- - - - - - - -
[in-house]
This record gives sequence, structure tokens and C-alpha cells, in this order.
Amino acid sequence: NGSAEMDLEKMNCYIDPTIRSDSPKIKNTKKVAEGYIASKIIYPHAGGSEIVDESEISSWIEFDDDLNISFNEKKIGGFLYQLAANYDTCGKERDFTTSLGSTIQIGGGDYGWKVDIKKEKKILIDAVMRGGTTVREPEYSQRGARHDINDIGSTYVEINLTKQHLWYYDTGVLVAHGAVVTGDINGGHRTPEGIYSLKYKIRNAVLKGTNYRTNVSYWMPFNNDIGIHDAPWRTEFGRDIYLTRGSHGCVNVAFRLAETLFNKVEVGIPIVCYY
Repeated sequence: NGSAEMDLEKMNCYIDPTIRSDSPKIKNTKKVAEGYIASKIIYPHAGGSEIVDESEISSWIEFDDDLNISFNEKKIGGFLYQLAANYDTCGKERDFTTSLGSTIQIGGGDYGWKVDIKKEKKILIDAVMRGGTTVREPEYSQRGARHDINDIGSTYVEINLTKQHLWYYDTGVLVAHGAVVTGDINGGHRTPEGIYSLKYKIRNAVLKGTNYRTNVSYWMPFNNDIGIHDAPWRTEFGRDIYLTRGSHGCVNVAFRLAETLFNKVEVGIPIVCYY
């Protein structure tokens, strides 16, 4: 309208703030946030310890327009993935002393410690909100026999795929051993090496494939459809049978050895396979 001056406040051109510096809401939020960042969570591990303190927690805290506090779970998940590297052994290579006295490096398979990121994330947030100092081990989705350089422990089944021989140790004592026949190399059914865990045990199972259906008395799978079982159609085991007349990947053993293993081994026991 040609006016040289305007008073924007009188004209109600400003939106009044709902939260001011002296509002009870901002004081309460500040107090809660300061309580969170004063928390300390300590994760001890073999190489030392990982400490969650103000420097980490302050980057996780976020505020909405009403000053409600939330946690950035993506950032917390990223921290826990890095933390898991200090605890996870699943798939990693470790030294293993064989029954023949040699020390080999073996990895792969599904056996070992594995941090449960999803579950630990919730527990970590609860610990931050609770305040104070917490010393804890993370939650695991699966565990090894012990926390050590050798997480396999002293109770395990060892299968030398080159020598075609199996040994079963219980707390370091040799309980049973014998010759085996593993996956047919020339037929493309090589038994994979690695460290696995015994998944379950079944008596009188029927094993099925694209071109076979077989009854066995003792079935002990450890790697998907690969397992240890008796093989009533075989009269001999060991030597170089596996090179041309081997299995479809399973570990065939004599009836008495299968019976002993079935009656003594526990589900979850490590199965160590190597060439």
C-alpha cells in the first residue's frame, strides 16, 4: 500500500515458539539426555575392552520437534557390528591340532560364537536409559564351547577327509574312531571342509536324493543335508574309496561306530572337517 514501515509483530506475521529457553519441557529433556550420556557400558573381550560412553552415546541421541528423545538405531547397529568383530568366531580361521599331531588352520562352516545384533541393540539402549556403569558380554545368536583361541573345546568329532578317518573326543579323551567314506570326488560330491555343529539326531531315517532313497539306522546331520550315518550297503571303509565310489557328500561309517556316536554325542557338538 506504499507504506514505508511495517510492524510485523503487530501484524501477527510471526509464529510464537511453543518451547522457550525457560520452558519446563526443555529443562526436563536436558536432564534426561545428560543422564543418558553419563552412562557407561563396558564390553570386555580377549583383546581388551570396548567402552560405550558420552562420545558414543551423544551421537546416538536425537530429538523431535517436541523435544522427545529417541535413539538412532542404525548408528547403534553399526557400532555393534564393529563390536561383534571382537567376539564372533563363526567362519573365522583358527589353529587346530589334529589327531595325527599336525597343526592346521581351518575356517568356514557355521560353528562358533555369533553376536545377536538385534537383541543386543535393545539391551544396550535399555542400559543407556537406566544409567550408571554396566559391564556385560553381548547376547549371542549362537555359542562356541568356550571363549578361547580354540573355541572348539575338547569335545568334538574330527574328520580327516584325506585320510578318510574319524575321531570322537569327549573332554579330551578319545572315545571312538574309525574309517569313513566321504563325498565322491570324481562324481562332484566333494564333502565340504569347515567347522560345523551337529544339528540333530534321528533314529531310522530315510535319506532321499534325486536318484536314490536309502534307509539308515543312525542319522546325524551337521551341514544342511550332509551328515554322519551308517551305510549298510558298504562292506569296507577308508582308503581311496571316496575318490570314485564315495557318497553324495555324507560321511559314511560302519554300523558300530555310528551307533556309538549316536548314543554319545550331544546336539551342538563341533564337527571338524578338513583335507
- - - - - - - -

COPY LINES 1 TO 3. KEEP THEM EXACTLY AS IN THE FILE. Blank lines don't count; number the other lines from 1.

[in-house]
This record gives sequence, structure tokens and C-alpha cells, in this order.
Amino acid sequence: NGSAEMDLEKMNCYIDPTIRSDSPKIKNTKKVAEGYIASKIIYPHAGGSEIVDESEISSWIEFDDDLNISFNEKKIGGFLYQLAANYDTCGKERDFTTSLGSTIQIGGGDYGWKVDIKKEKKILIDAVMRGGTTVREPEYSQRGARHDINDIGSTYVEINLTKQHLWYYDTGVLVAHGAVVTGDINGGHRTPEGIYSLKYKIRNAVLKGTNYRTNVSYWMPFNNDIGIHDAPWRTEFGRDIYLTRGSHGCVNVAFRLAETLFNKVEVGIPIVCYY